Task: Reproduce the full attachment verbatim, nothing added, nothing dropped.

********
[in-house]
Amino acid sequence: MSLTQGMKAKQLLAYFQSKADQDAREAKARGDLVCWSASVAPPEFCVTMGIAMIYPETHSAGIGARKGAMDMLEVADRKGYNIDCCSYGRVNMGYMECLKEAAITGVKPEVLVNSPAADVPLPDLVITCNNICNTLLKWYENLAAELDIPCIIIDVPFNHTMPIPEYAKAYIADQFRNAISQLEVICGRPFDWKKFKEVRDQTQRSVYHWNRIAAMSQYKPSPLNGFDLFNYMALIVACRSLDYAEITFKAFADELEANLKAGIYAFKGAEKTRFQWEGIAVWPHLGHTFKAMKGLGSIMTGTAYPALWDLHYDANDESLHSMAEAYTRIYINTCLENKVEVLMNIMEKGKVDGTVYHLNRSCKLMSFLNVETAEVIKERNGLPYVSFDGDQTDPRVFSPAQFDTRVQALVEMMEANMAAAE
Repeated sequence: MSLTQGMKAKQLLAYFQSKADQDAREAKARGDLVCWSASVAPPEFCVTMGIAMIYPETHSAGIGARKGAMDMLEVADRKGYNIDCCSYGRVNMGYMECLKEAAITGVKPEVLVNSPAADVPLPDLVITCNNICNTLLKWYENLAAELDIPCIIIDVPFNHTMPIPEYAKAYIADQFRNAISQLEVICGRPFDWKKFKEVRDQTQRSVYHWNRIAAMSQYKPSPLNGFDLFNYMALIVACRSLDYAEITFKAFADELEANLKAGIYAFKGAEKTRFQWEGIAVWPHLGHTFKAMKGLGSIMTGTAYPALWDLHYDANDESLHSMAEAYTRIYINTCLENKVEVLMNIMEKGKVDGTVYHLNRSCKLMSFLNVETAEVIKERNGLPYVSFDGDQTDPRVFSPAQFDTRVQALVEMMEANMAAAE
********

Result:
[in-house]
Amino acid sequence: MSLTQGMKAKQLLAYFQSKADQDAREAKARGDLVCWSASVAPPEFCVTMGIAMIYPETHSAGIGARKGAMDMLEVADRKGYNIDCCSYGRVNMGYMECLKEAAITGVKPEVLVNSPAADVPLPDLVITCNNICNTLLKWYENLAAELDIPCIIIDVPFNHTMPIPEYAKAYIADQFRNAISQLEVICGRPFDWKKFKEVRDQTQRSVYHWNRIAAMSQYKPSPLNGFDLFNYMALIVACRSLDYAEITFKAFADELEANLKAGIYAFKGAEKTRFQWEGIAVWPHLGHTFKAMKGLGSIMTGTAYPALWDLHYDANDESLHSMAEAYTRIYINTCLENKVEVLMNIMEKGKVDGTVYHLNRSCKLMSFLNVETAEVIKERNGLPYVSFDGDQTDPRVFSPAQFDTRVQALVEMMEANMAAAE
Repeated sequence: MSLTQGMKAKQLLAYFQSKADQDAREAKARGDLVCWSASVAPPEFCVTMGIAMIYPETHSAGIGARKGAMDMLEVADRKGYNIDCCSYGRVNMGYMECLKEAAITGVKPEVLVNSPAADVPLPDLVITCNNICNTLLKWYENLAAELDIPCIIIDVPFNHTMPIPEYAKAYIADQFRNAISQLEVICGRPFDWKKFKEVRDQTQRSVYHWNRIAAMSQYKPSPLNGFDLFNYMALIVACRSLDYAEITFKAFADELEANLKAGIYAFKGAEKTRFQWEGIAVWPHLGHTFKAMKGLGSIMTGTAYPALWDLHYDANDESLHSMAEAYTRIYINTCLENKVEVLMNIMEKGKVDGTVYHLNRSCKLMSFLNVETAEVIKERNGLPYVSFDGDQTDPRVFSPAQFDTRVQALVEMMEANMAAAE